Anne Samson shares how and why she came to change her views on the man Kitchener.
October 7th 2020: Kitchener: the man not the myth, explores the private life of the man commonly referred to as the ‘Sudan machine’. While cold, calculating and ruthless are words regularly associated with him, we take a look at how this public persona was a coverup for his being shy, loyal, considerate and forward looking.
October 14th 2020: Kitchener: soldier of peace allows us a closer look at his time in South Africa, and particularly his relationship with Louis Botha. His treatment of the Boers at the peace table in both 1901 and 1902 is a trait observable both before and after his time in South Africa, and in many ways is a defining characteristic.
October 21st 2020: Kitchener: test of a lifetime takes us to the 1914-18 war and the end of Kitchener’s life. How was it that Kitchener, a soldier, became Secretary of State for War in 1914? And why did he fall from favour in 1915? Was there any foul play in his death on 5 June 1916?
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Short biography on Anne Samson
Anne grew up in Boksburg, South Africa, in a mixed heritage (English-Afrikaans) environment, before marrying and moving to the UK in 1996. Her undergraduate studies were completed in Boksburg, Pretoria and at Unisa, following which she did her MA dissertation on “Jan Smuts and the British War Cabinet” at the University of Westminster, and her PhD in history on “Britain, South Africa and the East Africa Campaign, 1914-1918” at Royal Holloway, University of London. She has published two books on the First World War in East, Central and Southern Africa, as well as numerous articles, alongside giving talks on a wide variety of topics related to the war (see www.thesamsonsedhistorian.wordpress.com for details). Her most recent book, Kitchener: The man not the myth, developed from her work on the East Africa campaign of World War 1 having discovered that Kitchener did not want to go to war in that theatre.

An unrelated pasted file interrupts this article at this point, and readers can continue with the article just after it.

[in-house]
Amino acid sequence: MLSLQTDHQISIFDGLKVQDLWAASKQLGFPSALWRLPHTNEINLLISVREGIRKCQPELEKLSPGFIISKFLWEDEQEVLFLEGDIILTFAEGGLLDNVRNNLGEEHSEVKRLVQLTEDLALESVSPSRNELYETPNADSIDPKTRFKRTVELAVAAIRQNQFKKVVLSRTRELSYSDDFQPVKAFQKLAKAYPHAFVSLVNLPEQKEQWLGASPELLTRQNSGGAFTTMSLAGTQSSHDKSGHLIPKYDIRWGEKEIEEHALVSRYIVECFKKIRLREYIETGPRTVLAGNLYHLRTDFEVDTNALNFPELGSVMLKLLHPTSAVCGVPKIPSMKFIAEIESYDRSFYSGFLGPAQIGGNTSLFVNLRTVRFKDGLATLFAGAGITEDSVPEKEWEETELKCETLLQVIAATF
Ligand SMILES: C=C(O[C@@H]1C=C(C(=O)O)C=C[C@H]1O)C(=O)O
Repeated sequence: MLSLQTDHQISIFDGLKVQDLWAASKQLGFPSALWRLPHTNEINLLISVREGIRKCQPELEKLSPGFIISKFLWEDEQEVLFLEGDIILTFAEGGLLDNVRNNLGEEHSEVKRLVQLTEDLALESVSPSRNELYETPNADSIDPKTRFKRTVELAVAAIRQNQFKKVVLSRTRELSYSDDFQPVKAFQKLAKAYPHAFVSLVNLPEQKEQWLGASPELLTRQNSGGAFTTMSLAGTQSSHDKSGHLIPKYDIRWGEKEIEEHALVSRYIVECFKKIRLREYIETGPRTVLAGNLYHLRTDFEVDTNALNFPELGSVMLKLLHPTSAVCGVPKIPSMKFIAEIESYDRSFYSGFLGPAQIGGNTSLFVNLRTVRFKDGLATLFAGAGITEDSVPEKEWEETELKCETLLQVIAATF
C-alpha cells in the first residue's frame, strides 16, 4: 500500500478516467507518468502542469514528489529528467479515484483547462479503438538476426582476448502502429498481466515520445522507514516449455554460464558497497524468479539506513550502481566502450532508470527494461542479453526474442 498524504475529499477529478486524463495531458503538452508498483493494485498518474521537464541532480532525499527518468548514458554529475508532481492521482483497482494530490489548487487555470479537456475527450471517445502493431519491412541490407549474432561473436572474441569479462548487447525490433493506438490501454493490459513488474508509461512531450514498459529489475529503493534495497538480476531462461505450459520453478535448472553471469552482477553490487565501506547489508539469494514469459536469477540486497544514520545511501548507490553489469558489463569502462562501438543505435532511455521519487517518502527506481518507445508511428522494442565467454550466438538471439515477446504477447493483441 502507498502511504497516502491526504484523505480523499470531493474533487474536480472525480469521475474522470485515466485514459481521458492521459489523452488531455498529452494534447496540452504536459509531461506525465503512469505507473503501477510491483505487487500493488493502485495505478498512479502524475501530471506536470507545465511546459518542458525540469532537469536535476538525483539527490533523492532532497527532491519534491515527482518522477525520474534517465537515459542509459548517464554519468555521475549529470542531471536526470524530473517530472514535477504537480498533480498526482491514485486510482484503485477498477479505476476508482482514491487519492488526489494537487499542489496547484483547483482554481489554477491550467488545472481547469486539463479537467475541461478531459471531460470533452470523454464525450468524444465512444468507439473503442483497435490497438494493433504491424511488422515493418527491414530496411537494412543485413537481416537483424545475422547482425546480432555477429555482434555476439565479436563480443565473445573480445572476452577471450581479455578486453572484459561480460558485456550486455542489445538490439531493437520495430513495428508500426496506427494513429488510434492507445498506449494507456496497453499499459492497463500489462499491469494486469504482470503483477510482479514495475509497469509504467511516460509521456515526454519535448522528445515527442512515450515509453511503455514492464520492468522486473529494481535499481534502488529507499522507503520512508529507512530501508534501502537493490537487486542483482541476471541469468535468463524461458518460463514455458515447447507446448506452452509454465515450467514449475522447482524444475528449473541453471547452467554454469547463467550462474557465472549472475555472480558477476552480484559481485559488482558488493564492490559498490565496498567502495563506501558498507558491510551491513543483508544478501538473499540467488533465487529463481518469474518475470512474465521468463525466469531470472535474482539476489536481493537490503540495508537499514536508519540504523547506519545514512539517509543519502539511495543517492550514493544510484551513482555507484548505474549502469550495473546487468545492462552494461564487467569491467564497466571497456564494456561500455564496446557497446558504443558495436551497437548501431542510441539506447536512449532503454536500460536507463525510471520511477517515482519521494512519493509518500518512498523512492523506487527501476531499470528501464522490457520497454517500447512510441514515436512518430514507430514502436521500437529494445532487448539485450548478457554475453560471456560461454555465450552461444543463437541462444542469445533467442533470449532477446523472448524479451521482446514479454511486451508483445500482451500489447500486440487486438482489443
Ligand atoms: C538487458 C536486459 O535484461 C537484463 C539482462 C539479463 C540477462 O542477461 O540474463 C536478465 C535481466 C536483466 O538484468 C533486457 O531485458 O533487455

Having been a history teacher and teacher trainer for adult learning for thirteen years including nine as an advisor to an education charity in Tanzania and Rwanda, today, she runs a non-traditional publishing company and co-ordinates the Great War in Africa Association which is now publishing books related to the Great War. Her research into the First World War in Africa continues with annual visits to South African archives and to see family. 2020 will be the first year she has not been back home. She is regularly consulted by national bodies and others looking for information on the First World War in Africa.